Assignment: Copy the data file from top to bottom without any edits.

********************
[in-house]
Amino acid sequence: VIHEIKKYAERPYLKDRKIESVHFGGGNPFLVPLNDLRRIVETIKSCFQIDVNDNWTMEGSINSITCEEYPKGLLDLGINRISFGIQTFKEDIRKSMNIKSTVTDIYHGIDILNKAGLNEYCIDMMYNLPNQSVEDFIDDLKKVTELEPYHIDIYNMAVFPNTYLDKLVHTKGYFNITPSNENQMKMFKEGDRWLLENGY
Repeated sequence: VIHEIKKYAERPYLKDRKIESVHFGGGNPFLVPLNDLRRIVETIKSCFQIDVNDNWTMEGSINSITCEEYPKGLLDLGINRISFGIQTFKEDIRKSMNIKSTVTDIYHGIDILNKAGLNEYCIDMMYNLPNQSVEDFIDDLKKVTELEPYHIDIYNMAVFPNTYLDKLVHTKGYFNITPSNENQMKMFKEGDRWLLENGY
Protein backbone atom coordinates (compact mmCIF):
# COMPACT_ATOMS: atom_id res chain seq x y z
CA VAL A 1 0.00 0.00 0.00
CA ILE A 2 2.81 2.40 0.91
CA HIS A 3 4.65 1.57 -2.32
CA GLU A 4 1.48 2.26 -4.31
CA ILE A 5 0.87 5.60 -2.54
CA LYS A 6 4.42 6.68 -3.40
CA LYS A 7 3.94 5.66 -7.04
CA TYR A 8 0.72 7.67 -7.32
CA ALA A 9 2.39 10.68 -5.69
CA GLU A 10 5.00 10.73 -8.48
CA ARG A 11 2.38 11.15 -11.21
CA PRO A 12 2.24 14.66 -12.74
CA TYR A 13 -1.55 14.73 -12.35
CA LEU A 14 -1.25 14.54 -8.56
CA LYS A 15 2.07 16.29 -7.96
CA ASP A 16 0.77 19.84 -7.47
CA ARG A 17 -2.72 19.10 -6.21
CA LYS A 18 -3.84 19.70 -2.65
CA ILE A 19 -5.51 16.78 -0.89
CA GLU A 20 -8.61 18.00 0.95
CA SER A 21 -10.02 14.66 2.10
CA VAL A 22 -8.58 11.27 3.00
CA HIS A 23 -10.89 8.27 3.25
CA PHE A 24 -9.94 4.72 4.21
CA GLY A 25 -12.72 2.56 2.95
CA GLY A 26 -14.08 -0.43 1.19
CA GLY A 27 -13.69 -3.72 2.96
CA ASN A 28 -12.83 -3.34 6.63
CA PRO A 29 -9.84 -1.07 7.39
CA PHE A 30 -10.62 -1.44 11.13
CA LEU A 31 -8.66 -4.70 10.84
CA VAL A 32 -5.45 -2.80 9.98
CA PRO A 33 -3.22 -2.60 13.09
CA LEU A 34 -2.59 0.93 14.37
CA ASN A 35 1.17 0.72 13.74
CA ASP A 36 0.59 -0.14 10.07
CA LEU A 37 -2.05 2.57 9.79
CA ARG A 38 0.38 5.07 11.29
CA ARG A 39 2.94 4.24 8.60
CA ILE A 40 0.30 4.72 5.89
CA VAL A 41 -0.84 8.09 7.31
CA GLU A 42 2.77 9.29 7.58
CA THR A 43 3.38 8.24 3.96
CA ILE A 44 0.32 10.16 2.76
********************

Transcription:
[in-house]
Amino acid sequence: VIHEIKKYAERPYLKDRKIESVHFGGGNPFLVPLNDLRRIVETIKSCFQIDVNDNWTMEGSINSITCEEYPKGLLDLGINRISFGIQTFKEDIRKSMNIKSTVTDIYHGIDILNKAGLNEYCIDMMYNLPNQSVEDFIDDLKKVTELEPYHIDIYNMAVFPNTYLDKLVHTKGYFNITPSNENQMKMFKEGDRWLLENGY
Repeated sequence: VIHEIKKYAERPYLKDRKIESVHFGGGNPFLVPLNDLRRIVETIKSCFQIDVNDNWTMEGSINSITCEEYPKGLLDLGINRISFGIQTFKEDIRKSMNIKSTVTDIYHGIDILNKAGLNEYCIDMMYNLPNQSVEDFIDDLKKVTELEPYHIDIYNMAVFPNTYLDKLVHTKGYFNITPSNENQMKMFKEGDRWLLENGY
Protein backbone atom coordinates (compact mmCIF):
# COMPACT_ATOMS: atom_id res chain seq x y z
CA VAL A 1 0.00 0.00 0.00
CA ILE A 2 2.81 2.40 0.91
CA HIS A 3 4.65 1.57 -2.32
CA GLU A 4 1.48 2.26 -4.31
CA ILE A 5 0.87 5.60 -2.54
CA LYS A 6 4.42 6.68 -3.40
CA LYS A 7 3.94 5.66 -7.04
CA TYR A 8 0.72 7.67 -7.32
CA ALA A 9 2.39 10.68 -5.69
CA GLU A 10 5.00 10.73 -8.48
CA ARG A 11 2.38 11.15 -11.21
CA PRO A 12 2.24 14.66 -12.74
CA TYR A 13 -1.55 14.73 -12.35
CA LEU A 14 -1.25 14.54 -8.56
CA LYS A 15 2.07 16.29 -7.96
CA ASP A 16 0.77 19.84 -7.47
CA ARG A 17 -2.72 19.10 -6.21
CA LYS A 18 -3.84 19.70 -2.65
CA ILE A 19 -5.51 16.78 -0.89
CA GLU A 20 -8.61 18.00 0.95
CA SER A 21 -10.02 14.66 2.10
CA VAL A 22 -8.58 11.27 3.00
CA HIS A 23 -10.89 8.27 3.25
CA PHE A 24 -9.94 4.72 4.21
CA GLY A 25 -12.72 2.56 2.95
CA GLY A 26 -14.08 -0.43 1.19
CA GLY A 27 -13.69 -3.72 2.96
CA ASN A 28 -12.83 -3.34 6.63
CA PRO A 29 -9.84 -1.07 7.39
CA PHE A 30 -10.62 -1.44 11.13
CA LEU A 31 -8.66 -4.70 10.84
CA VAL A 32 -5.45 -2.80 9.98
CA PRO A 33 -3.22 -2.60 13.09
CA LEU A 34 -2.59 0.93 14.37
CA ASN A 35 1.17 0.72 13.74
CA ASP A 36 0.59 -0.14 10.07
CA LEU A 37 -2.05 2.57 9.79
CA ARG A 38 0.38 5.07 11.29
CA ARG A 39 2.94 4.24 8.60
CA ILE A 40 0.30 4.72 5.89
CA VAL A 41 -0.84 8.09 7.31
CA GLU A 42 2.77 9.29 7.58
CA THR A 43 3.38 8.24 3.96
CA ILE A 44 0.32 10.16 2.76